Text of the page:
The novel is disturbing! There are glimpses of the appalling "excruciations" the guild performs upon its "clients," and many characters are afflicted with grief, including Severian, who is cursed to remember every detail of his sad experiences. But it is also funny, as in the eccentric and grotesque characters like Dr. Talos and Baldanders and the banter between Severian and Agia.

Severian's history is a demanding read. As in novels like A Voyage to Arcturus, everything seems to bear symbolic as well as narrative meaning. And Severian is not a completely reliable narrator, for he often lies and may be insane, and although he remembers everything, he selectively tells his story, at times eliding painful things and alluding to them later while narrating different events. And some things he recounts question the reality of his world (and ours).

Severian has much to say about reality, memory, history, story, art, culture, justice, religion, meaning, and love. Provocative lines punctuate his text. Symbols "invent us, we are their creatures, shaped by their hard, defining edges." Or "time turns our lies to truths." Or "the charm of words … reduces to manageable entities all the passions that would otherwise madden and destroy us."

Additionally, the richness of the novel's language, the elegance of its style, and the fertility of its imagination require slow savoring. In Severian's text common words rub shoulders with archaic or obscure ones, evoking the exotic texture of his world, as in names for officials (autarch, archon, castellan, chiliarch, lochage) and beasts of burden (dromedaries, oxen, metamynodons, onagers, hackneys).

Numerous descriptions yield shivers of pleasure: "She sighed, and all the gladness went out of her face, as the sunlight leaves the stone where a beggar seeks to warm himself." Or "Behind the altar rose a wonderful mosaic of blue, but it was blank, as if a fragment of sky without cloud or star had been torn away and spread upon the curving wall." Or "(A spell there was, surely, in this garden. I could almost hear it humming over the water, voices chanting in a language I did not know but understood.)"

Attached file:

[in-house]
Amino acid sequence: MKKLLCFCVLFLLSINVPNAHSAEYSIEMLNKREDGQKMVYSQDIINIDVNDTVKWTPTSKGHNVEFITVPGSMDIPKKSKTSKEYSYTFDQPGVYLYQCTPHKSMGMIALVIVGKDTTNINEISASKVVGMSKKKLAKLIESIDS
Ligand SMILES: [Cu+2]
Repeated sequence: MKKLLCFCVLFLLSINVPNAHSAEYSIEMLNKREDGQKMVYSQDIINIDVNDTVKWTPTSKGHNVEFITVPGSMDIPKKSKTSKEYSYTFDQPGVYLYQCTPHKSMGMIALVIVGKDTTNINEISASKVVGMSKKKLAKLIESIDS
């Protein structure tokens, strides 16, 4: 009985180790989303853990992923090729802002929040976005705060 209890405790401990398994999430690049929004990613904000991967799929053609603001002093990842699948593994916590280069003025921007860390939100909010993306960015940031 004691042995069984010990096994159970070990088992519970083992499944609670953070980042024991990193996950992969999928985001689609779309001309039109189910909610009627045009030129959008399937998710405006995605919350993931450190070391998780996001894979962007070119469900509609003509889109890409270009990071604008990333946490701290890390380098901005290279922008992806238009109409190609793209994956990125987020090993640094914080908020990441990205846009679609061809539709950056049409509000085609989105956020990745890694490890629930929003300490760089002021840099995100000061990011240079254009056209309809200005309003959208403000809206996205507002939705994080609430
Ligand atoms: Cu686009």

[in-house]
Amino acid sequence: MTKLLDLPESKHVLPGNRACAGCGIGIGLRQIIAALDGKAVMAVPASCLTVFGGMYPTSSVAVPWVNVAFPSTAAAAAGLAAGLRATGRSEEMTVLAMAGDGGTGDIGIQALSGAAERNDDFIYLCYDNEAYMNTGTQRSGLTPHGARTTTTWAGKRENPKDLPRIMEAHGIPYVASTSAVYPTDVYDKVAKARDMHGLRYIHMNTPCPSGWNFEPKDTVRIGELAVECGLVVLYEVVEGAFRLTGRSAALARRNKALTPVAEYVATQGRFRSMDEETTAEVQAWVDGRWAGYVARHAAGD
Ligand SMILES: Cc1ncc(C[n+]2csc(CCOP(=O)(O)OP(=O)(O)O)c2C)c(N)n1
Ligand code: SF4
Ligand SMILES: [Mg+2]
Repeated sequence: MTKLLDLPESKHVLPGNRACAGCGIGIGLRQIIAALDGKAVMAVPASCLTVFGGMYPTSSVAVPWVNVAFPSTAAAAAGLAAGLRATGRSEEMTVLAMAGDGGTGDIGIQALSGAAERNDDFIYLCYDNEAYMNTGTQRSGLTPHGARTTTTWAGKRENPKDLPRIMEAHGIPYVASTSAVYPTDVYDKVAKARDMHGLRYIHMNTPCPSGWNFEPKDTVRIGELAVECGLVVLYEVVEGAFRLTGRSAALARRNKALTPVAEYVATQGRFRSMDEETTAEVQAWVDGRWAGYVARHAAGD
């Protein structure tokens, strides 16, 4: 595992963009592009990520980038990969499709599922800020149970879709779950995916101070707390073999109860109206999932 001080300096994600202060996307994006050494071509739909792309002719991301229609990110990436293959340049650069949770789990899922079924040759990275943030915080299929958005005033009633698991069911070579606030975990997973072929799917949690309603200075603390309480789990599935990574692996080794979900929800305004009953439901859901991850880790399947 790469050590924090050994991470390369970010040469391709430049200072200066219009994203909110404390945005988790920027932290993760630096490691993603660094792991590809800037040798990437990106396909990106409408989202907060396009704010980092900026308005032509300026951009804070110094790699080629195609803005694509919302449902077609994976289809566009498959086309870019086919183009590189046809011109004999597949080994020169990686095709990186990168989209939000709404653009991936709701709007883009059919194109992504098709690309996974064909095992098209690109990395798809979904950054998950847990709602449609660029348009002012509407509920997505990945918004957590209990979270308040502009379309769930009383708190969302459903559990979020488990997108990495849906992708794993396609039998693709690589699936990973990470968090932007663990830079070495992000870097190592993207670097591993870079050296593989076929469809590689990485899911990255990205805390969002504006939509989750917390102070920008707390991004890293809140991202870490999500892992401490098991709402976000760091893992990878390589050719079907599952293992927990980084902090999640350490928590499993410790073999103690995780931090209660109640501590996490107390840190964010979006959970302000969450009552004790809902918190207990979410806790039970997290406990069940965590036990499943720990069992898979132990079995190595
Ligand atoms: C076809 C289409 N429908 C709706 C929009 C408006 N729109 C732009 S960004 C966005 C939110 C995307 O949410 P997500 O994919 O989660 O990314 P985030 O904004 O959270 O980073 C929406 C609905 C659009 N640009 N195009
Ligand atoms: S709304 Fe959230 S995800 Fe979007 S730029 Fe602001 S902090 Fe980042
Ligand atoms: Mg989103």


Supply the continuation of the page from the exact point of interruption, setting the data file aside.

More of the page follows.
Numerous scenes impress themselves on mind and heart, as when Severian visits the blind caretaker of the Borgesian library, finds a horribly wounded fighting dog, connects Thecla to the revolutionary, receives the black sword Terminus Est, falls into the Lake of Birds in the Garden of Everlasting Sleep, performs for the first time the mysteries of his guild's art, or witnesses a miracle with Dorcas.

Jonathan Davis adds so much to the novel with his witty and compassionate reading, modifying his voice to enhance each character without drawing attention to himself. And it's a pleasure to hear him relish Wolfe's beautiful prose or say words like anacreontic, carnifex, epopt, fuligin, fulgurator, hipparch, paracoita, and psychopomp. (Though it does help to have the text handy!)

At the end of The Shadow of the Torturer, Severian says he cannot blame his reader for refusing to follow him any more through his life, for "It is no easy road." Nevertheless, the next three novels reward the effort to read them manifold.

43 personnes sur 47 ont trouvé cette évaluation pertinente

  • Au global
    4 out of 5 stars
  • Lauffeuer
  • 2010-02-23

Not for everyone, but I enjoyed it.

This is maybe one of the saddest books I've read. An overwhelming sense of isolation and loneliness pours out of each line. It is deeply emotional book, and I don't think such a book is for everyone.

If you need constant action, hope, a quest, a hero with a purpose, and so on, this is not the book for you. There isn't even the hope of redemption for the protagonist and he really could use it. The story really is something quite dark and often times aimless.

Now, I completely enjoyed the book and found myself easily lost in the story. I don't doubt it is due a good deal to the excellent narration. The random wandering, discoveries, and encounters keep the story moving along and interesting. It is a very dream-like tale.